The expansion of power supply is an urgent issue in the economically emerging Ghana on the South West African Atlantic coast. The capacity of the hydropower plants on Lake Volta, for example, is decreasing during persistent drought periods. As a consequence, both the government and businesses are increasing investment in additional energy sources.
With the new „Kpone Independent Power Plant“ (KIPP) Ghana is strengthening the national electricity grid. The 350 megawatts or 2,700 GWh per year capacity is enough to reliably supply approximately 1 million households with electricity. In the operation of the oil-gas power plant located about 25 kilometers east of the Ghanaian capital Accra directly on the coast, it will be cooled with sea water from the Atlantic Ocean via two cooling water lines.
For the construction of these underground sea water intake and outfall tunnels with an inner diameter 2 meters a Herrenknecht AVND2000AB utility tunnelling machine is delivered to the African continent. Herrenknecht specially designed the tunnel boring machine with a salvage module for this special application: In the sea-outfall method pipelines are constructed from the coastline into the open sea. There, the machine has to be recovered under water. The salvage module prevents the machine and the tunnel from flooding. In addition, for cutter tool changes under high groundwater pressure Herrenknecht equipped the microtunnelling machine with a hyperbaric chamber.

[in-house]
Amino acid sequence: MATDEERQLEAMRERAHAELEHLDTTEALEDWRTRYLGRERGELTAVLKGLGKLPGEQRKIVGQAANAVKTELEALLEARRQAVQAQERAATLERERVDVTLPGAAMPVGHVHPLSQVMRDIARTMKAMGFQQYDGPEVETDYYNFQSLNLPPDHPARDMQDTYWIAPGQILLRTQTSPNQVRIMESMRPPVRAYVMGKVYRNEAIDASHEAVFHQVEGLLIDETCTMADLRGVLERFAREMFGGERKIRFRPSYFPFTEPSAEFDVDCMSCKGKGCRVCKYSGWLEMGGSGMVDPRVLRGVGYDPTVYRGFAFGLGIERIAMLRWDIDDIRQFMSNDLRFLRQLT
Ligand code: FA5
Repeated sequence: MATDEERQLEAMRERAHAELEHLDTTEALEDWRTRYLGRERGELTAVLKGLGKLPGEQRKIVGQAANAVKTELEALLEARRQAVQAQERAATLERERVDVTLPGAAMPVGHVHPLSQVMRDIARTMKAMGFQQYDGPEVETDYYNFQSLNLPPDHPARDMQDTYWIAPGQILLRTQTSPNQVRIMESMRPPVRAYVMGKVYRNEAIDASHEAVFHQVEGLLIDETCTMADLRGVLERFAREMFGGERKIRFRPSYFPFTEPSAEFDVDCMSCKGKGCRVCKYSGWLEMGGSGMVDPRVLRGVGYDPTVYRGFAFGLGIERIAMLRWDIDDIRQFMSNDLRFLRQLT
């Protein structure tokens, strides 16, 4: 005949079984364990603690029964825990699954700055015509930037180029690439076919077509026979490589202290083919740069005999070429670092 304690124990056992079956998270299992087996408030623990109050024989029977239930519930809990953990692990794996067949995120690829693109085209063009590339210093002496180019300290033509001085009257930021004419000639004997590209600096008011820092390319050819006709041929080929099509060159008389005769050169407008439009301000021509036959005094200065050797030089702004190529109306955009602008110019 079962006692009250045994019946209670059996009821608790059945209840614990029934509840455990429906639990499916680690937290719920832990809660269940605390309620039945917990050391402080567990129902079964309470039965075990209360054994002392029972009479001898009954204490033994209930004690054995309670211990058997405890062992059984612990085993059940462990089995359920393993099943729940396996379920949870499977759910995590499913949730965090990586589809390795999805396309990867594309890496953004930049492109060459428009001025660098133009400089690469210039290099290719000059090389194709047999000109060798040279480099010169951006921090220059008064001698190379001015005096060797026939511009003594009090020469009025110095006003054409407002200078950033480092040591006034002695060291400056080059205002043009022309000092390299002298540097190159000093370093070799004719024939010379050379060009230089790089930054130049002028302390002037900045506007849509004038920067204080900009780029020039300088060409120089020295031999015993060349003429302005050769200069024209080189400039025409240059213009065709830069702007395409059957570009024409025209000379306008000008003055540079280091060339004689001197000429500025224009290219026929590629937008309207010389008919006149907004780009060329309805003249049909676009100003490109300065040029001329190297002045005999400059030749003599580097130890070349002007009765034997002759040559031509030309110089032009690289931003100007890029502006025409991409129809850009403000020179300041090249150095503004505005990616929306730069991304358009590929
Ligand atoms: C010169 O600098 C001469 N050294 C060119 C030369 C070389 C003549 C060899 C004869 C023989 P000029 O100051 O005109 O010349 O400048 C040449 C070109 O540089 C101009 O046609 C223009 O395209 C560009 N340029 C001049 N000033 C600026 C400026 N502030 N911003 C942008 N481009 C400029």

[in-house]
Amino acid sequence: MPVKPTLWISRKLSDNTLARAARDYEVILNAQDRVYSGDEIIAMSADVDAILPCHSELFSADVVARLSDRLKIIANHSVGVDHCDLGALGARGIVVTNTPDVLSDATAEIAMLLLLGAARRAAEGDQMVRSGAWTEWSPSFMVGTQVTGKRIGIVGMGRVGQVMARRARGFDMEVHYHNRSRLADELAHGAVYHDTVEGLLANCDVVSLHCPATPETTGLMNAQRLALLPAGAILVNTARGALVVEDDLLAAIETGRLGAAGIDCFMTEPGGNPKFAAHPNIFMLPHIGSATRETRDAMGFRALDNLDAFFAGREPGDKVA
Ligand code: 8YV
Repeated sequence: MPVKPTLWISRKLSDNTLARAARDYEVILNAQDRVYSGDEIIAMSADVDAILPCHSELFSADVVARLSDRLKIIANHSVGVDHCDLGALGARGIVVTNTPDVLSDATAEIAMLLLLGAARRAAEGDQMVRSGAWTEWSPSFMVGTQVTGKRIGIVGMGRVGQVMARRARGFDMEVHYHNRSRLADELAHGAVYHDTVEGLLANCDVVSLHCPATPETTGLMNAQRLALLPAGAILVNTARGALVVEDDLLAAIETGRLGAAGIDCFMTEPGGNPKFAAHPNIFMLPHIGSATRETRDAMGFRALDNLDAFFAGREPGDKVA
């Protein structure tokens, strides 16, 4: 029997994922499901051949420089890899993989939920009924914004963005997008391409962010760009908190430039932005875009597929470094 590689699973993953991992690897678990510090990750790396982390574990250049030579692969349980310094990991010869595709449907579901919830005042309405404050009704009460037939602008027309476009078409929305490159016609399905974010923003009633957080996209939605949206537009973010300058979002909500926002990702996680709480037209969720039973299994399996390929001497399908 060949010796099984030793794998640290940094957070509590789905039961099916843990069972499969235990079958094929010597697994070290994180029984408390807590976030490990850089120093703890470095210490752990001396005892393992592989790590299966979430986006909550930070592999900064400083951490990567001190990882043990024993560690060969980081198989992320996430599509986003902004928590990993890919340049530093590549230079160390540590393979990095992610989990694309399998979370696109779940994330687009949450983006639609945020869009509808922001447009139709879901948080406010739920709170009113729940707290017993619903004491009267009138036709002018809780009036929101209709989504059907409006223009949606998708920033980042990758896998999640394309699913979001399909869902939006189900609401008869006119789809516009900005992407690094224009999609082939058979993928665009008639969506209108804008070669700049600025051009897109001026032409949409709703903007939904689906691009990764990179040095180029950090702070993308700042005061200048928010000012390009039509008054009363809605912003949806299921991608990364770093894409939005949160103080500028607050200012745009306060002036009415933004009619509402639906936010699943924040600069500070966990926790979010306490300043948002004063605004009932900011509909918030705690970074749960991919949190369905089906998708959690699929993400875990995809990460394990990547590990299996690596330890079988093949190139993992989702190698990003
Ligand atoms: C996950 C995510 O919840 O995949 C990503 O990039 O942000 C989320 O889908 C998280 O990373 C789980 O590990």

Two shafts on the coast served as starting point for the jobsite crew and the Herrenknecht AVND for a total of four pipe jacking drives between May and July 2017. First, the tunnelling specialists produced two tunnels from the two shafts toward the power plant. These 545 and 520 meter long tunnels run under the mainland and connect the sea-outfalls and the power plant. Afterwards, construction of the challenging tunnelling sections under the sea floor started. Initially, the AVN machine excavated a 1,085 meter long tunnel from the coast to the target spot on the seabed for the extraction of the cooling water (“sea-intake”). There, the TBM was recovered at a depth of 17 meters. Finally, the machine created a parallel 380 meter long tunnel toward the sea which will later take the cooling water back into the Atlantic ("sea-outlet"). In total, it covered a distance of 2,530 meters.